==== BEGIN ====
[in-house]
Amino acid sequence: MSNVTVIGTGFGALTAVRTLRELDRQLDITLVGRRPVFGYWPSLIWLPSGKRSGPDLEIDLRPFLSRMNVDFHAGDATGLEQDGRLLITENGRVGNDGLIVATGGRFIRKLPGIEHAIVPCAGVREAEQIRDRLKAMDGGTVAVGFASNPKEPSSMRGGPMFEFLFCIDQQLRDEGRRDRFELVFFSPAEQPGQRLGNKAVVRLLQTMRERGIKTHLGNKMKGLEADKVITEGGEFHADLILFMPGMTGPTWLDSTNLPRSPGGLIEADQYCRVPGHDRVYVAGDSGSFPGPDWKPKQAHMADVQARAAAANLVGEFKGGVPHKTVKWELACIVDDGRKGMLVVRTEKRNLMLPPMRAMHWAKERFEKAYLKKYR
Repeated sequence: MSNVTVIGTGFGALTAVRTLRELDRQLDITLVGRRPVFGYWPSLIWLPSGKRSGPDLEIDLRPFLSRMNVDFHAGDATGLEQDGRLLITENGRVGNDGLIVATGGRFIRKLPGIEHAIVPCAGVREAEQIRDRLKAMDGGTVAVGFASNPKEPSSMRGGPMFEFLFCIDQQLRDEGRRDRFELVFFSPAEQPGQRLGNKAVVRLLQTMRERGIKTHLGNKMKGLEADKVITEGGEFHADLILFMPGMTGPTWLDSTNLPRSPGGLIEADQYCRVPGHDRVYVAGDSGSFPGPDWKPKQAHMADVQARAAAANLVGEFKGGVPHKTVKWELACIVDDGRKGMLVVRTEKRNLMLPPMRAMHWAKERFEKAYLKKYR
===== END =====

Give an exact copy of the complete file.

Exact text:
[in-house]
Amino acid sequence: MSNVTVIGTGFGALTAVRTLRELDRQLDITLVGRRPVFGYWPSLIWLPSGKRSGPDLEIDLRPFLSRMNVDFHAGDATGLEQDGRLLITENGRVGNDGLIVATGGRFIRKLPGIEHAIVPCAGVREAEQIRDRLKAMDGGTVAVGFASNPKEPSSMRGGPMFEFLFCIDQQLRDEGRRDRFELVFFSPAEQPGQRLGNKAVVRLLQTMRERGIKTHLGNKMKGLEADKVITEGGEFHADLILFMPGMTGPTWLDSTNLPRSPGGLIEADQYCRVPGHDRVYVAGDSGSFPGPDWKPKQAHMADVQARAAAANLVGEFKGGVPHKTVKWELACIVDDGRKGMLVVRTEKRNLMLPPMRAMHWAKERFEKAYLKKYR
Repeated sequence: MSNVTVIGTGFGALTAVRTLRELDRQLDITLVGRRPVFGYWPSLIWLPSGKRSGPDLEIDLRPFLSRMNVDFHAGDATGLEQDGRLLITENGRVGNDGLIVATGGRFIRKLPGIEHAIVPCAGVREAEQIRDRLKAMDGGTVAVGFASNPKEPSSMRGGPMFEFLFCIDQQLRDEGRRDRFELVFFSPAEQPGQRLGNKAVVRLLQTMRERGIKTHLGNKMKGLEADKVITEGGEFHADLILFMPGMTGPTWLDSTNLPRSPGGLIEADQYCRVPGHDRVYVAGDSGSFPGPDWKPKQAHMADVQARAAAANLVGEFKGGVPHKTVKWELACIVDDGRKGMLVVRTEKRNLMLPPMRAMHWAKERFEKAYLKKYR